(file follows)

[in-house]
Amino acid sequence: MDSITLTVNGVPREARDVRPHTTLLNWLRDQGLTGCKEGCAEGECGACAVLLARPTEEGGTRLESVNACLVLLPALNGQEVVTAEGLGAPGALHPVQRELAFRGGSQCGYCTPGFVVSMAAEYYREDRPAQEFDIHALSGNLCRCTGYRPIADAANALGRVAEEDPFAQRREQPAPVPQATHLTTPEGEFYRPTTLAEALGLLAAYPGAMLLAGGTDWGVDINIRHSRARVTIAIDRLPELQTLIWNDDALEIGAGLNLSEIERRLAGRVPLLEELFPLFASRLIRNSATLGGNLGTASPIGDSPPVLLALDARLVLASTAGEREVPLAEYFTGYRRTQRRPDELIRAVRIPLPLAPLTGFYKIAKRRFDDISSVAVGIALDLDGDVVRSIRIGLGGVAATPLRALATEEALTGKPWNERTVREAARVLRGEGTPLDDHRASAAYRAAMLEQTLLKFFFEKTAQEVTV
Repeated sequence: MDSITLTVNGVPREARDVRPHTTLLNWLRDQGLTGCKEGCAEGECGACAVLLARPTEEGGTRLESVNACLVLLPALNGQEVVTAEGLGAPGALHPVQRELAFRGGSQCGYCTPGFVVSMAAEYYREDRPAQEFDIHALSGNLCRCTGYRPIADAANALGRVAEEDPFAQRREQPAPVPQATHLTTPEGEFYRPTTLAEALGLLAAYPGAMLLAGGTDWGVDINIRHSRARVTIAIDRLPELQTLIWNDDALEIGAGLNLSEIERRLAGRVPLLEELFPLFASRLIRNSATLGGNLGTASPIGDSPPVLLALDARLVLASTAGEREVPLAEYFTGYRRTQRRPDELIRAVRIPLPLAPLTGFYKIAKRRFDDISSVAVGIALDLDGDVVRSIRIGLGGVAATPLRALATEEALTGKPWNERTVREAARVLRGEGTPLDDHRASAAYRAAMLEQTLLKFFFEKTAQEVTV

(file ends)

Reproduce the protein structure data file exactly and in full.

[in-house]
Amino acid sequence: MDSITLTVNGVPREARDVRPHTTLLNWLRDQGLTGCKEGCAEGECGACAVLLARPTEEGGTRLESVNACLVLLPALNGQEVVTAEGLGAPGALHPVQRELAFRGGSQCGYCTPGFVVSMAAEYYREDRPAQEFDIHALSGNLCRCTGYRPIADAANALGRVAEEDPFAQRREQPAPVPQATHLTTPEGEFYRPTTLAEALGLLAAYPGAMLLAGGTDWGVDINIRHSRARVTIAIDRLPELQTLIWNDDALEIGAGLNLSEIERRLAGRVPLLEELFPLFASRLIRNSATLGGNLGTASPIGDSPPVLLALDARLVLASTAGEREVPLAEYFTGYRRTQRRPDELIRAVRIPLPLAPLTGFYKIAKRRFDDISSVAVGIALDLDGDVVRSIRIGLGGVAATPLRALATEEALTGKPWNERTVREAARVLRGEGTPLDDHRASAAYRAAMLEQTLLKFFFEKTAQEVTV
Repeated sequence: MDSITLTVNGVPREARDVRPHTTLLNWLRDQGLTGCKEGCAEGECGACAVLLARPTEEGGTRLESVNACLVLLPALNGQEVVTAEGLGAPGALHPVQRELAFRGGSQCGYCTPGFVVSMAAEYYREDRPAQEFDIHALSGNLCRCTGYRPIADAANALGRVAEEDPFAQRREQPAPVPQATHLTTPEGEFYRPTTLAEALGLLAAYPGAMLLAGGTDWGVDINIRHSRARVTIAIDRLPELQTLIWNDDALEIGAGLNLSEIERRLAGRVPLLEELFPLFASRLIRNSATLGGNLGTASPIGDSPPVLLALDARLVLASTAGEREVPLAEYFTGYRRTQRRPDELIRAVRIPLPLAPLTGFYKIAKRRFDDISSVAVGIALDLDGDVVRSIRIGLGGVAATPLRALATEEALTGKPWNERTVREAARVLRGEGTPLDDHRASAAYRAAMLEQTLLKFFFEKTAQEVTV